Being critical.

People say to read great books when to improve your writing. I say read a lot of crap. The classics are fantastic, but the reasons for their successes aren’t limited to just what is written. There is an important backstory to every well-known novel that factors into their popularity. Who they know, who they were being compared to, how much publicity had they received beforehand, when in their life they actually became successful, what politically and economically was going on around them… all of it factors into why their writing was noticed, why the style worked for the people when it did. Bad writing is fairly limited to the actual words on a page.

I’m the first to say that giving criticism can be empowering, that despite what many will tell you, it can be completely self-serving. But even if you get a high out of it, for most there’s still that horrible, bittersweet feeling. Even when you say nothing to the person in question, being critical can be exhausting, dirty, overwhelming, and infuriating. For this reason, I sometimes wish I couldn’t be so critical.

Yet it’s extremely important for everyone involved.

Now, I don’t believe in giving criticism to people I don’t know without their request. I think it’s extremely rude. Also, I do sometimes get off on it, so I’m extra careful to avoid it being that it's hard for me to gauge my intentions. But not actually stating criticism and not thinking it are two very different things. Even when you have no interest in being negative, when you have an honest reaction to something, it’s best to let yourself reflect on it.

Being critical of other authors is how we define our own personal philosophies and goals, how we determine the best and worst tactics for ourselves. Being critical of ourselves is how we learn to take control over our lives. Judging someone else’s decisions is the best way to make better decisions for ourselves in the future. I've learned the most about writing by reading books I didn't like and really analyzing what about them didn't work for me.

The other thing to remember is that being critical effectively is a learned skill. It takes time to train yourself to notice your feelings, dissect them, understand them, and then articulate them. When someone wants your opinion, which they will eventually, having practiced criticism for yourself will better enable you to give it to someone else.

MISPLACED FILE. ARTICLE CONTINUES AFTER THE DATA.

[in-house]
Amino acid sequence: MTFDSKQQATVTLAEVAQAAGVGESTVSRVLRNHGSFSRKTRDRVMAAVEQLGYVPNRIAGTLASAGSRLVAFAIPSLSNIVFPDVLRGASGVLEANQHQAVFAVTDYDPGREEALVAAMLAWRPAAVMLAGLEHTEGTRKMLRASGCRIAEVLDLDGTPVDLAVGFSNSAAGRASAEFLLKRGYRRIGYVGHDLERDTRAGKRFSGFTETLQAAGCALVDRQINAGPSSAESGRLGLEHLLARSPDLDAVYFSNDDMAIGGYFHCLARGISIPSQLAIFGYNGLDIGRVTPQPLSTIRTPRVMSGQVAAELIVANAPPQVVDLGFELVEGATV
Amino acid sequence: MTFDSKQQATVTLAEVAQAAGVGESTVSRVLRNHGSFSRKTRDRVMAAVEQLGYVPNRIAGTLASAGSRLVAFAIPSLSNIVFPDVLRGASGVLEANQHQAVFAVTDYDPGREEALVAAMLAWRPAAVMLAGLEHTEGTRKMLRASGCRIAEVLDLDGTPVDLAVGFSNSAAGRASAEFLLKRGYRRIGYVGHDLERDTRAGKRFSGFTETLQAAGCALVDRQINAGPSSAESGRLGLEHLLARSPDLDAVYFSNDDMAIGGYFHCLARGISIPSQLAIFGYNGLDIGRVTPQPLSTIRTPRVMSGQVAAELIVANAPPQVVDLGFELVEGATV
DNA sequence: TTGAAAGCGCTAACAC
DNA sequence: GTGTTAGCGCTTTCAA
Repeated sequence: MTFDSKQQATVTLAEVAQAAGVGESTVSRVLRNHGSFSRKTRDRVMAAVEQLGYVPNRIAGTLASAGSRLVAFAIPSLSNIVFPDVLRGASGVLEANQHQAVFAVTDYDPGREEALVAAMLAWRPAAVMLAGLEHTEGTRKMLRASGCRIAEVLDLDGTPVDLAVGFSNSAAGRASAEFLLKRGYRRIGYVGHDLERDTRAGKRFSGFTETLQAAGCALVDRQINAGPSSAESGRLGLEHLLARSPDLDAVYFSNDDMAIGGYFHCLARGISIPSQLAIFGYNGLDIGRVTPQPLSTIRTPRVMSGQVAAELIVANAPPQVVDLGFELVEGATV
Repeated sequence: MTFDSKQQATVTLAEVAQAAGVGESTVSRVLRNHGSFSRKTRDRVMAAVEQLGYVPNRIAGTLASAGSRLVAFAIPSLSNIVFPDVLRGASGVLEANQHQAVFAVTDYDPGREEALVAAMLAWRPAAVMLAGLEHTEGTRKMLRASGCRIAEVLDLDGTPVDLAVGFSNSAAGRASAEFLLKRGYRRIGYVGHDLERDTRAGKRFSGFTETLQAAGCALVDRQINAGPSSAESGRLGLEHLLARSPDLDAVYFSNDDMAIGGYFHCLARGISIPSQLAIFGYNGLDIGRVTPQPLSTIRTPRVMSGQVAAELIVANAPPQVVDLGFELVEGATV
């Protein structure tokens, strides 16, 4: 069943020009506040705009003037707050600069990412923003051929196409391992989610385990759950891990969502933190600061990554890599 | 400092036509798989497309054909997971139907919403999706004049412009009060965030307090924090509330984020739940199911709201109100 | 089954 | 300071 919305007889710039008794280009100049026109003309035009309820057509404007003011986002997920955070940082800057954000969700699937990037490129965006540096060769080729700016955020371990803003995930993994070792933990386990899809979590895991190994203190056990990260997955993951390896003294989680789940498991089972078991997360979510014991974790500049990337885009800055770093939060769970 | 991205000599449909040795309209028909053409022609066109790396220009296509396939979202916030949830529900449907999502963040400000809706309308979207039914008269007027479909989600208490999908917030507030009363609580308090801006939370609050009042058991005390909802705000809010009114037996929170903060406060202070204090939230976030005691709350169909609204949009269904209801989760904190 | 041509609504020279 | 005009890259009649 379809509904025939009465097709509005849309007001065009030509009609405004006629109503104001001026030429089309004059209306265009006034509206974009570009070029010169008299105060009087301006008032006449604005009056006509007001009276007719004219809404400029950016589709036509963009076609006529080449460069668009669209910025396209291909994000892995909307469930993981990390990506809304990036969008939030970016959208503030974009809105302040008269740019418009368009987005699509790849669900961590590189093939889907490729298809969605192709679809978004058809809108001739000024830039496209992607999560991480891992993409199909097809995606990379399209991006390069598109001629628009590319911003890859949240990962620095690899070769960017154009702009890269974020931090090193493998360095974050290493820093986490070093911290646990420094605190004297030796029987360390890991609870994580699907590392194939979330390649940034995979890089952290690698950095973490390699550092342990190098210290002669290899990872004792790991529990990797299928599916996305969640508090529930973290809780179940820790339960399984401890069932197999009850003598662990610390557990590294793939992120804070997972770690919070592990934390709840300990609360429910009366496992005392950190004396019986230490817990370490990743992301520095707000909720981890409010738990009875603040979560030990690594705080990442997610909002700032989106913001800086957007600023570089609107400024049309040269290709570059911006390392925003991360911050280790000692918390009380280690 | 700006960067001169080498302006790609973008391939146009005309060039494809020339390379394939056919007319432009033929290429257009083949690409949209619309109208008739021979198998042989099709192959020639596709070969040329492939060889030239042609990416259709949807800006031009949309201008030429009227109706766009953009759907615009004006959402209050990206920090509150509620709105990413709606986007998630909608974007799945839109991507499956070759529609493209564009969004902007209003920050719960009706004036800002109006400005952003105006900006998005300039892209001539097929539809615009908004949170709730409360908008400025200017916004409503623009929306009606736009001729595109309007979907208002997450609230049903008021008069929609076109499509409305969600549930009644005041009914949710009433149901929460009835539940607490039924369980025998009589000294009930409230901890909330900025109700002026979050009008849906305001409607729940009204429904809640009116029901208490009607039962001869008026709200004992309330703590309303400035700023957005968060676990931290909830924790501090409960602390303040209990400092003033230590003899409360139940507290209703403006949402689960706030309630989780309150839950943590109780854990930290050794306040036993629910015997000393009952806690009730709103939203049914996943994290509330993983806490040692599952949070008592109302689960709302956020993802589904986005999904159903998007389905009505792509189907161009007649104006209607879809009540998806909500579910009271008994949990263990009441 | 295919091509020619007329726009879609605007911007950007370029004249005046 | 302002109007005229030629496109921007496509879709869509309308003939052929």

When it goes wrong:

When you don’t know when to keep your mouth shut. Including when you’re talking to yourself.

Criticism has a time and place. Sometimes it’s a good idea to put your critical eye aside and let things be free to grow as they will. Being too critical can inhibit the creative process. It can also lose you friends, fans, or even just peers. Speaking it too much will come off as insecurity; thinking it too much will cause insecurity.

While critical thoughts is an important part of the process, so is knowing when to speak them and when to keep them to yourself.

Jealousy.

I can’t stand being jealous, especially if it’s a writer I wish the best for. Envy is a painful, exhausting, belittling feeling that does no one any good. 

Or does it?

While I would gladly give away my ability to be jealous, I have found two good things come from it. One, it is a great motivator.

A friend of mine got picked up by an agent… right after he had sent me some notes on my manuscript no less. Now, I really like him, want the world for him, think he’s a very talented writer, but this bothered me. Of course it did. I hated that it bothered me. Yet, on seeing that someone who I had been writing partners with manage to get an agent, it motivated me to buckle down and get to work. It reminded me that it was possible for me to do it, and my competitive side demanded that I rise to the occasion. And I did.

Jealousy is a great way to tell you what you want, that you can get it, and force you into action.

Jealousy also makes me a better person. Mostly because I demand it to. I realized as I was not completely happy for someone I very much should have been, I needed to do something about it. After that, I made it a point to always support an author who had good news—even if I hated them. I would do so subtly, an action of the same magnitude as my feeling. It ranges anywhere from a comment on a blog, a like on a Facebook page, buying their book, or even donating money to their project.

This enabled me to feel better about myself, brought us a little closer together, and even by just acting supportive, I felt supportive.

When it goes wrong:

It’s fairly obvious. Jealousy tends to make asses out of us all. It taints our view, warps our ability to be objective, causes us to be mean, and in the worst scenarios, brings out our insecurity. It goes wrong when we let it control our actions, when it festers inside us. It goes wrong when we treat others like dirt. ‘Nough said.